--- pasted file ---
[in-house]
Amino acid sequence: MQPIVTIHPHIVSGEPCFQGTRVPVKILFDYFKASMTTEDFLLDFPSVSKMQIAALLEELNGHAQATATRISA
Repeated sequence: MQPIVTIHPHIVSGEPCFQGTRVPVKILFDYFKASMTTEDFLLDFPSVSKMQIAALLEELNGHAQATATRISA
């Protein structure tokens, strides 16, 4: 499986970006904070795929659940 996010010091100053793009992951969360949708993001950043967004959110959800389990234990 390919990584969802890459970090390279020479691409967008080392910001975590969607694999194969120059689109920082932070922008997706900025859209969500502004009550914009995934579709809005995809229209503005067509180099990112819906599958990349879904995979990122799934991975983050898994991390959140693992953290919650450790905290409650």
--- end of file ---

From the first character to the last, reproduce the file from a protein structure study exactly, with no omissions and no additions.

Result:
[in-house]
Amino acid sequence: MQPIVTIHPHIVSGEPCFQGTRVPVKILFDYFKASMTTEDFLLDFPSVSKMQIAALLEELNGHAQATATRISA
Repeated sequence: MQPIVTIHPHIVSGEPCFQGTRVPVKILFDYFKASMTTEDFLLDFPSVSKMQIAALLEELNGHAQATATRISA
């Protein structure tokens, strides 16, 4: 499986970006904070795929659940 996010010091100053793009992951969360949708993001950043967004959110959800389990234990 390919990584969802890459970090390279020479691409967008080392910001975590969607694999194969120059689109920082932070922008997706900025859209969500502004009550914009995934579709809005995809229209503005067509180099990112819906599958990349879904995979990122799934991975983050898994991390959140693992953290919650450790905290409650």